Unity Basics

In this section, we’re going to work our way through the basic mechanics of the Unity engine. The workflow in Unity goes something like this: create an entity to serve a role in the game (blank GameObjects can be used for abstract logical tasks). Then, either write or find a class file, and add it to the entity as a script (using the ‘add component’ but- ton in the ‘inspector’ view. Then run, test, debug, repeat until it works and move on to the next element of the game.

Unity comes with a number of basic view tabs that can be laid out in various ways to the taste of the user. The big five are the ‘game’ tab, the ‘scene’ tab, the ‘inspector’ tab, the ‘project’ tab, and the ‘hierarchy tab. The game tab, when the ‘play’ button is depressed, displays a running instance of the game that the user can interact with and test. The ‘scene’ tab provides a static, editable version of the gameworld.

The ‘inspector’ tab allows the user to modify individual entities in the game world by selecting them in the ‘editor’ tab. The ‘project’ tab allows the user to browse through the project’s files and drag models, materials, and other resources into the ‘editor’ tab to place them in the gameworld. Finally, the‘hierarchy’ tab shows all objects in the world, allowing you to find distant objects in the scene, and parent entities to one another by clicking and dragging. See the diagram below for the locations of all these things.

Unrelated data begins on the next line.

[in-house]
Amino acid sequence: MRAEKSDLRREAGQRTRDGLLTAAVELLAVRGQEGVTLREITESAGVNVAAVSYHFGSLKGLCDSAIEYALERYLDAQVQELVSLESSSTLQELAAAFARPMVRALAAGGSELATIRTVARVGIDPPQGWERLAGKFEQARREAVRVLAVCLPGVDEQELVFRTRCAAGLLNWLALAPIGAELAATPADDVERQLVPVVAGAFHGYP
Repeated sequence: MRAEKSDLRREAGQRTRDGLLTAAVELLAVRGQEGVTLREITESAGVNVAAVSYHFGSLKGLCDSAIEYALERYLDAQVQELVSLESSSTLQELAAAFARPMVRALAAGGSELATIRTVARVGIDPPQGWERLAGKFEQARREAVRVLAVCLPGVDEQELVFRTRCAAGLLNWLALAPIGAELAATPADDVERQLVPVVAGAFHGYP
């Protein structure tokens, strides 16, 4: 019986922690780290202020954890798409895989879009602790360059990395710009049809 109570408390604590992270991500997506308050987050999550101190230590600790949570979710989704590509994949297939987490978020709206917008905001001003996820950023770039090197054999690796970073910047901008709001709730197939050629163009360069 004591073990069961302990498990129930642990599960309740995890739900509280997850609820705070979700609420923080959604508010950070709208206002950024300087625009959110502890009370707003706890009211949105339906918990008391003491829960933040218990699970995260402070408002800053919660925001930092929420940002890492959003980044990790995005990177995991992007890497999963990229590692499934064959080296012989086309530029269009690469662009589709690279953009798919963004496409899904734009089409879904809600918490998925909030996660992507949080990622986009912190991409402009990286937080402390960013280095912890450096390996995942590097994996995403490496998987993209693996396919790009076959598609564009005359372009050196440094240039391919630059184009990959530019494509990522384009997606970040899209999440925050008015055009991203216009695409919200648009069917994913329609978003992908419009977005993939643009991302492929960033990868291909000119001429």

5.1 Unity Entities

5.1.1 Meshes

Meshes are the way 3D geometry is represented in Unity. The user can either use Unity’s built-in ‘primitive’ objects (cubes, spheres, cylinders, etc), or import their own 3D models from a modelling package like Blender or Maya. Unity supports a variety of 3D formats, including Collada (.fbx), and .3ds.

The basic tools for manipulating meshes are the scaling, rotation, and translation buttons in the upper left corner of the interface. These buttons add control icons to the models in the editor view, which can then be used to manipulate them in space. To alter the texture or physics properties of an object, select them and use the ‘inspector’ view to ana- lyze the ‘material’ and ‘rigidbody’ elements.